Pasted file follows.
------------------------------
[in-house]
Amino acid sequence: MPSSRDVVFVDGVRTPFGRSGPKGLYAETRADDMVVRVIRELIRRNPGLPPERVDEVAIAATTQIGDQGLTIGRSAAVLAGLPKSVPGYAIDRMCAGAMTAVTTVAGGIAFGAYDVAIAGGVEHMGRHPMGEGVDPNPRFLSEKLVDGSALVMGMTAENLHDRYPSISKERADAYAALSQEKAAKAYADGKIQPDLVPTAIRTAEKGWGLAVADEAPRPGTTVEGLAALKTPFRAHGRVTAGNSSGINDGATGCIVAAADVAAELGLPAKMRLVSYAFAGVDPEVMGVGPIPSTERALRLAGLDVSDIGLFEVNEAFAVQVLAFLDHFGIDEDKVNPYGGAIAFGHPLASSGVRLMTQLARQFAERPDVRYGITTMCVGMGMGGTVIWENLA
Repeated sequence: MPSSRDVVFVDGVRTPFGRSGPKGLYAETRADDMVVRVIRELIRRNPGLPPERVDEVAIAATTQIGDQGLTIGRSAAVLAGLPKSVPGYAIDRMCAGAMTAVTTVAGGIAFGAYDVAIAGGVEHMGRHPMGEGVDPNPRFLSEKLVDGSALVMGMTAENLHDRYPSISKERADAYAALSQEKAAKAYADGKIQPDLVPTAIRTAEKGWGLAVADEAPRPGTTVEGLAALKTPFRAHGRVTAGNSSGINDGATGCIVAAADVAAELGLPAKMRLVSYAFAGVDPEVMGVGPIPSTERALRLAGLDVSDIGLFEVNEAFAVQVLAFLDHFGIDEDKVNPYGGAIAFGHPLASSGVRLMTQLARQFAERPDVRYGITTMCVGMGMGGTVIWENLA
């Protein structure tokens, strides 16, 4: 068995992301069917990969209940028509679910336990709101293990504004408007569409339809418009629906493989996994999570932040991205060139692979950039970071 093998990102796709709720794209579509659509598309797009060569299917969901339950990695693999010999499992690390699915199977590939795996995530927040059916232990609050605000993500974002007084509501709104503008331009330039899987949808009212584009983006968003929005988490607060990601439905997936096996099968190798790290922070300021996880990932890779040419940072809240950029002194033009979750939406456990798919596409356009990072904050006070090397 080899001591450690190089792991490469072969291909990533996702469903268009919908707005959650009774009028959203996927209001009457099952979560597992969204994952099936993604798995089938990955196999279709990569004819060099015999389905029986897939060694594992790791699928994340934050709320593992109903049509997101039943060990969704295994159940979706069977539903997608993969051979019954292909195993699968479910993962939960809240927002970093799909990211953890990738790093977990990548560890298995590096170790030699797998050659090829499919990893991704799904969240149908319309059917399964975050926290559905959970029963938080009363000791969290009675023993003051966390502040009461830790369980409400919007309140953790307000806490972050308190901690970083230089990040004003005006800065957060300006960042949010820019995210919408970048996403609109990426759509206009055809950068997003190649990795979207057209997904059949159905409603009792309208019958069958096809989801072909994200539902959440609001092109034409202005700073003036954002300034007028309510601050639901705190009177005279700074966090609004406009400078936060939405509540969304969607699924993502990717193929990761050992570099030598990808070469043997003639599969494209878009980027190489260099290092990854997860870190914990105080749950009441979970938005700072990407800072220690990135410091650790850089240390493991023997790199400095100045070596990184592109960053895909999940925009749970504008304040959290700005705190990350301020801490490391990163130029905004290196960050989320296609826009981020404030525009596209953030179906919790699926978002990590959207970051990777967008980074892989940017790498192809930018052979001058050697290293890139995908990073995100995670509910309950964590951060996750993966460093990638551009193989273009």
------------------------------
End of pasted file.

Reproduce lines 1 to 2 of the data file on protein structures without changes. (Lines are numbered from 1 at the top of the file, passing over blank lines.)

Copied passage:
[in-house]
Amino acid sequence: MPSSRDVVFVDGVRTPFGRSGPKGLYAETRADDMVVRVIRELIRRNPGLPPERVDEVAIAATTQIGDQGLTIGRSAAVLAGLPKSVPGYAIDRMCAGAMTAVTTVAGGIAFGAYDVAIAGGVEHMGRHPMGEGVDPNPRFLSEKLVDGSALVMGMTAENLHDRYPSISKERADAYAALSQEKAAKAYADGKIQPDLVPTAIRTAEKGWGLAVADEAPRPGTTVEGLAALKTPFRAHGRVTAGNSSGINDGATGCIVAAADVAAELGLPAKMRLVSYAFAGVDPEVMGVGPIPSTERALRLAGLDVSDIGLFEVNEAFAVQVLAFLDHFGIDEDKVNPYGGAIAFGHPLASSGVRLMTQLARQFAERPDVRYGITTMCVGMGMGGTVIWENLA